Scooters could arguably replace motorized trips (Abouelela, Al Haddad, and Antoniou 2021), or at least reduce their negative impacts, especially if they are well integrated with existing public transportation. This integration can solve the first and last-mile dilemma (Fearnley, Johnsson, and Berge 2020), increasing accessibility to public transportation (Oeschger, Carroll, and Caulfield 2020), but also leading to more sustainable transportation systems (Kager, Bertolini, and Brömmelstroet 2016). One of the most important, but not yet studied aspects of scooter integration with public transportation, is the distance between the stops and the scooters, as walking distance willingness could be a factor affecting or determining the use of different transportation services. In this study, we assessed the distances between bus stops and parked scooters both temporally and spatially. Temporal analysis considered different hours of the day and different days of the week, while spatial analysis looked at different land uses, distances from the city center, and accessibility to public transportation (bus). This assessment aimed to answer following research questions:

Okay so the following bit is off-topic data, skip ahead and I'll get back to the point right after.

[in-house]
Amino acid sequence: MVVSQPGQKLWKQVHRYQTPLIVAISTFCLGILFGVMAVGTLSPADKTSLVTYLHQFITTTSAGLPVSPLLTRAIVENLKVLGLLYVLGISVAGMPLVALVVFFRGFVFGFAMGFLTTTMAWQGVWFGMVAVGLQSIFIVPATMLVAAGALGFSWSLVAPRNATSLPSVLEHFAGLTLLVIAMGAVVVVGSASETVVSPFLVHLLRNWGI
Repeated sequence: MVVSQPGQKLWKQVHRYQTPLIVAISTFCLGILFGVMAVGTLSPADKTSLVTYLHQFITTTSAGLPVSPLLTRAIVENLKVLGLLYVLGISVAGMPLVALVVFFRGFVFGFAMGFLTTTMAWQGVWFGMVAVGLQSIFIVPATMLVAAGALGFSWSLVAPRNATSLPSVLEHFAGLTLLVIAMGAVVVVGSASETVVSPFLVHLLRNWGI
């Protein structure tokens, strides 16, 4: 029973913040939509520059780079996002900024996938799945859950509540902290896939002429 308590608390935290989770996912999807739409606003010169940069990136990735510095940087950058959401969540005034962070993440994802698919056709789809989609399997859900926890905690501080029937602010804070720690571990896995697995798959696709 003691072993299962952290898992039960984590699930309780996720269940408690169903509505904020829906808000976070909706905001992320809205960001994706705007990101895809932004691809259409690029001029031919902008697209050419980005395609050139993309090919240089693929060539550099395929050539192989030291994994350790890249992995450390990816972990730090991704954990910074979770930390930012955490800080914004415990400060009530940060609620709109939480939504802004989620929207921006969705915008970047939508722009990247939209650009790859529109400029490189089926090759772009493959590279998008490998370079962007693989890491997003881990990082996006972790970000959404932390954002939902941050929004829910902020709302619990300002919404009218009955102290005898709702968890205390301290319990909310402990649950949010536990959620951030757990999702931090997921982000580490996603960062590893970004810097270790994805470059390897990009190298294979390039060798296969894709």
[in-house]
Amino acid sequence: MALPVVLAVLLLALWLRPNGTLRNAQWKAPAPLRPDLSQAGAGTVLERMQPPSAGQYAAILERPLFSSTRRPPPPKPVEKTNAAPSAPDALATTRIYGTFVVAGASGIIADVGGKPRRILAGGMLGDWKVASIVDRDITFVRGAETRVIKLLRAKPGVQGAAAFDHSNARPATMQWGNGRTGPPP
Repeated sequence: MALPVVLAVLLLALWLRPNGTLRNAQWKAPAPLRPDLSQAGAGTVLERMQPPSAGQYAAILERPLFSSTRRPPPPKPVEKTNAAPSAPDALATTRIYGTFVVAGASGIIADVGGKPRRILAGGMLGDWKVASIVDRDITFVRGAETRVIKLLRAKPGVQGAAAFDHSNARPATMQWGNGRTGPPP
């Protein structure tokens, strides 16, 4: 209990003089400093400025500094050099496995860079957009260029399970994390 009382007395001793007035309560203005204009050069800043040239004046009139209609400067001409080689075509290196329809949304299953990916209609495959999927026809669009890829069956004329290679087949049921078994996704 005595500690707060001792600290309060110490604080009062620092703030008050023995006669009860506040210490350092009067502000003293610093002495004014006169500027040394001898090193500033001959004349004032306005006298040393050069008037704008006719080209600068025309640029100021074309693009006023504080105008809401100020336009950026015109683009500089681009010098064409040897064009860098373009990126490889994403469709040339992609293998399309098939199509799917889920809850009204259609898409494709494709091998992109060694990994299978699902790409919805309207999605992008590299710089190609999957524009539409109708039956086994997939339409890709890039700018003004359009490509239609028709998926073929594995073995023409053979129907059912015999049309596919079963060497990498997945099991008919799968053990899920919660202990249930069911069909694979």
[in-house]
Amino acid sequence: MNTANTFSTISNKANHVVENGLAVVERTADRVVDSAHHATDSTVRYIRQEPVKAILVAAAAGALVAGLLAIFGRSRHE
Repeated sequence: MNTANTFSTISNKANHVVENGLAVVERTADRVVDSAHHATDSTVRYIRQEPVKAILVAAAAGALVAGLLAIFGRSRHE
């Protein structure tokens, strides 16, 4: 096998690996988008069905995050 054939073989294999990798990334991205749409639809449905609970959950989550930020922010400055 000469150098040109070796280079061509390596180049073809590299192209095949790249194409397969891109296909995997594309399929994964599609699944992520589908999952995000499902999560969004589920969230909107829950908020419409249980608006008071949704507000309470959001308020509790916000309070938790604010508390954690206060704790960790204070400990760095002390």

What is the average distance between scooter trip starting points (origins) and the nearest public transportation stops, in this case bus stops?
How do different temporal and spatial factors influence the distance between parked scooters and nearest bus stops?